List of all Cryosphere Lesson Plans

This activity invites students to model and observe the effect of melting ice sheets (from land) on sea level and the difference between the effect of melting sea-ice to that of melting land ice on sea level.

This activity invites students to simulate and observe the different effects on sea level from melting sea-ice.
 

Credit: Modified from POLAR-PALOOZA (National Science Foundation under Grant No. 0632262) and the Office of Science, Department of Energy.

In this lesson, students will conduct labs investigate the drivers of climate change, including adding carbon dioxide and other greenhouse gases to the atmosphere, sea level rise, and the effect of decreasing sea ice on temperatures.

Students are introduced to the Earthrise phenomenon by seeing the Earth as the Apollo 8 astronauts viewed our home planet for the first time from the Moon.  They will analyze a time series of mapped plots of Earth science variables that NASA monitors to better understand the Earth Syste

Are you interested in receiving a postcard from NASA Langley Research Center for your classroom or star student?

Consider submitting a digital file of your student's work in this lesson (An Earth System View of Earthrise) and receive a FREE NASA Earth postcard in the mail to your school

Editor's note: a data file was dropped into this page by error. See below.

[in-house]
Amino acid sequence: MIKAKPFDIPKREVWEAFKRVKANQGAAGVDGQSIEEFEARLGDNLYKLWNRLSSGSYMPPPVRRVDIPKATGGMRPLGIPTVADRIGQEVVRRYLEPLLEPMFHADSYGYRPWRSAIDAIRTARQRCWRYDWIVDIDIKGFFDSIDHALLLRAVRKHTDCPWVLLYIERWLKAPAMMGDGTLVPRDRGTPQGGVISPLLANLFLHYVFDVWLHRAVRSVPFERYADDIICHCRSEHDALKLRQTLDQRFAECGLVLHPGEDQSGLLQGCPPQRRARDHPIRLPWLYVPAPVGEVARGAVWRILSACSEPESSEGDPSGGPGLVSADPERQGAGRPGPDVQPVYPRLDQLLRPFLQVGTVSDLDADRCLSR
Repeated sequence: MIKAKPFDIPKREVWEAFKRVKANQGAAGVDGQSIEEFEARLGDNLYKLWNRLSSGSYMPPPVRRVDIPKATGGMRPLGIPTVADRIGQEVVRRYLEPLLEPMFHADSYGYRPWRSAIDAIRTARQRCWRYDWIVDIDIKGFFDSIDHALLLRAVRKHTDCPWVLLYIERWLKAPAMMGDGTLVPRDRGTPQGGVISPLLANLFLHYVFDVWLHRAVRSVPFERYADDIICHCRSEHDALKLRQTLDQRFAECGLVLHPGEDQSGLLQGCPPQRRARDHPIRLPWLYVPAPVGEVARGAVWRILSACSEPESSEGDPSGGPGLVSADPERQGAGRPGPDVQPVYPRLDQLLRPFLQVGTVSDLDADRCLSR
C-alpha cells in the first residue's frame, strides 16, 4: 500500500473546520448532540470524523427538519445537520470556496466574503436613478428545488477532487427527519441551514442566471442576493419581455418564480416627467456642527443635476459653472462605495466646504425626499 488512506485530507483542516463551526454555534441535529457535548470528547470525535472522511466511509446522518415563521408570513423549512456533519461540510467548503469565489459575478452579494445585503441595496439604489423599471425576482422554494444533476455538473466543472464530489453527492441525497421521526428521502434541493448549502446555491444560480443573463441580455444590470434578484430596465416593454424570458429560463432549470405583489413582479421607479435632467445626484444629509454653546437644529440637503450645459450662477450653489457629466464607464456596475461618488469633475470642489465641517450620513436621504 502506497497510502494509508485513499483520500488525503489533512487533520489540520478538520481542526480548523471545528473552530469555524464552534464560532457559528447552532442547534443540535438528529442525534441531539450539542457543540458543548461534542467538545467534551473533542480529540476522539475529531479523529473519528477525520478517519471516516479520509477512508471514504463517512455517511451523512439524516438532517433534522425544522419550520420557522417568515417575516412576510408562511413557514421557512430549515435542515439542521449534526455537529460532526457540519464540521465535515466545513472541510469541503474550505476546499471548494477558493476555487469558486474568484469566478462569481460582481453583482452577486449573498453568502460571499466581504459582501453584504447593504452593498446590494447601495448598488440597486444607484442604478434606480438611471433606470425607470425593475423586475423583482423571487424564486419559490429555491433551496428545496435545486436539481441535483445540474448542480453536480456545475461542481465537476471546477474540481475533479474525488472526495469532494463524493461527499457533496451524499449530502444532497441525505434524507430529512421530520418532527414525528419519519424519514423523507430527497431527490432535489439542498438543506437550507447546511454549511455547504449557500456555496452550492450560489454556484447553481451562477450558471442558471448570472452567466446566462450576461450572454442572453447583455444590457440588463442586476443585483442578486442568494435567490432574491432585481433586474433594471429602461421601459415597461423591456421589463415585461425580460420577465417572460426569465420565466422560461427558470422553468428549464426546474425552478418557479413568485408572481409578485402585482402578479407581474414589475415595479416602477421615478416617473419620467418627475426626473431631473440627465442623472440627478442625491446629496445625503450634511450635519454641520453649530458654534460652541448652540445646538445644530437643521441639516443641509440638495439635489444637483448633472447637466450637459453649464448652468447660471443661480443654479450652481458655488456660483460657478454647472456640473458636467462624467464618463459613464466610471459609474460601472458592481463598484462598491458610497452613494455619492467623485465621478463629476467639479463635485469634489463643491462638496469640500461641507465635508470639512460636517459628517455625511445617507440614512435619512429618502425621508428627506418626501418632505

This activity is designed to introduce students to geologic processes on Earth and how to identify geologic features in images. It will also introduce students to how scientists use Earth to gain a better understanding of other planetary bodies in the solar system. 

NASA visualizers take data – numbers, codes – and turn them into animations people can see and quickly understand. You can become a data visualizer by creating your own flipbook animations using maps of science variables that NASA scientists commonly study to better understand the Earth System.

In this activity, you will use satellite images from the NASA Landsat team to quantify changes in glacier cover over time. This lesson utilizes change pair images of Bear Glacier in Kenai Fjords National Park, located on the southeastern portion of Alaska’s Kenai (pronounced: Key-nigh) Peninsula,